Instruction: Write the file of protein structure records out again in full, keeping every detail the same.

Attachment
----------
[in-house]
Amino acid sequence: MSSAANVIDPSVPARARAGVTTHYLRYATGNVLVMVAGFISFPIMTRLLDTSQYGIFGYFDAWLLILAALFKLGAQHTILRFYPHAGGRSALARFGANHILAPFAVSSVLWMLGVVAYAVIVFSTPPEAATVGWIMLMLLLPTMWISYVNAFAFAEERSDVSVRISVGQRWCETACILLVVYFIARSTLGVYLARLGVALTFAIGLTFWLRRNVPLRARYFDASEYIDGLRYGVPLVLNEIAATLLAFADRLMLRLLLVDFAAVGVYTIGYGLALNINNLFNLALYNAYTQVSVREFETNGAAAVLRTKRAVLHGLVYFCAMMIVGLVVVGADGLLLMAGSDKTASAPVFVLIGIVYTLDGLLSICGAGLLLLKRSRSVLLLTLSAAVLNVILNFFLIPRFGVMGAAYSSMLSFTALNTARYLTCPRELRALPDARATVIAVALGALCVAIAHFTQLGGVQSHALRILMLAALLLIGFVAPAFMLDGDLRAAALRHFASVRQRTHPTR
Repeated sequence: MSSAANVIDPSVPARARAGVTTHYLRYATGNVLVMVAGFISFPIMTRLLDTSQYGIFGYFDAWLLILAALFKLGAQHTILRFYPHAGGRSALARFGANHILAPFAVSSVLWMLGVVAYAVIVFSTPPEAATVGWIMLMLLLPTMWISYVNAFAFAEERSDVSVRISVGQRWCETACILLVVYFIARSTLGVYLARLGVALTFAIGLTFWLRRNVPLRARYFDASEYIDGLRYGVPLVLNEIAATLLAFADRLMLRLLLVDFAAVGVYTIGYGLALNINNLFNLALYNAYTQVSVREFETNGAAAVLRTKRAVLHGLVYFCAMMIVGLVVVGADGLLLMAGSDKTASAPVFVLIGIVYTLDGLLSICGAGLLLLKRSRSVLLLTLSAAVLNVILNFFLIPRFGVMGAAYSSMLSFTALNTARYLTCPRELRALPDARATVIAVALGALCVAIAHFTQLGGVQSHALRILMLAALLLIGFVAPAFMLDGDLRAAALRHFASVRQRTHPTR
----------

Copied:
[in-house]
Amino acid sequence: MSSAANVIDPSVPARARAGVTTHYLRYATGNVLVMVAGFISFPIMTRLLDTSQYGIFGYFDAWLLILAALFKLGAQHTILRFYPHAGGRSALARFGANHILAPFAVSSVLWMLGVVAYAVIVFSTPPEAATVGWIMLMLLLPTMWISYVNAFAFAEERSDVSVRISVGQRWCETACILLVVYFIARSTLGVYLARLGVALTFAIGLTFWLRRNVPLRARYFDASEYIDGLRYGVPLVLNEIAATLLAFADRLMLRLLLVDFAAVGVYTIGYGLALNINNLFNLALYNAYTQVSVREFETNGAAAVLRTKRAVLHGLVYFCAMMIVGLVVVGADGLLLMAGSDKTASAPVFVLIGIVYTLDGLLSICGAGLLLLKRSRSVLLLTLSAAVLNVILNFFLIPRFGVMGAAYSSMLSFTALNTARYLTCPRELRALPDARATVIAVALGALCVAIAHFTQLGGVQSHALRILMLAALLLIGFVAPAFMLDGDLRAAALRHFASVRQRTHPTR
Repeated sequence: MSSAANVIDPSVPARARAGVTTHYLRYATGNVLVMVAGFISFPIMTRLLDTSQYGIFGYFDAWLLILAALFKLGAQHTILRFYPHAGGRSALARFGANHILAPFAVSSVLWMLGVVAYAVIVFSTPPEAATVGWIMLMLLLPTMWISYVNAFAFAEERSDVSVRISVGQRWCETACILLVVYFIARSTLGVYLARLGVALTFAIGLTFWLRRNVPLRARYFDASEYIDGLRYGVPLVLNEIAATLLAFADRLMLRLLLVDFAAVGVYTIGYGLALNINNLFNLALYNAYTQVSVREFETNGAAAVLRTKRAVLHGLVYFCAMMIVGLVVVGADGLLLMAGSDKTASAPVFVLIGIVYTLDGLLSICGAGLLLLKRSRSVLLLTLSAAVLNVILNFFLIPRFGVMGAAYSSMLSFTALNTARYLTCPRELRALPDARATVIAVALGALCVAIAHFTQLGGVQSHALRILMLAALLLIGFVAPAFMLDGDLRAAALRHFASVRQRTHPTR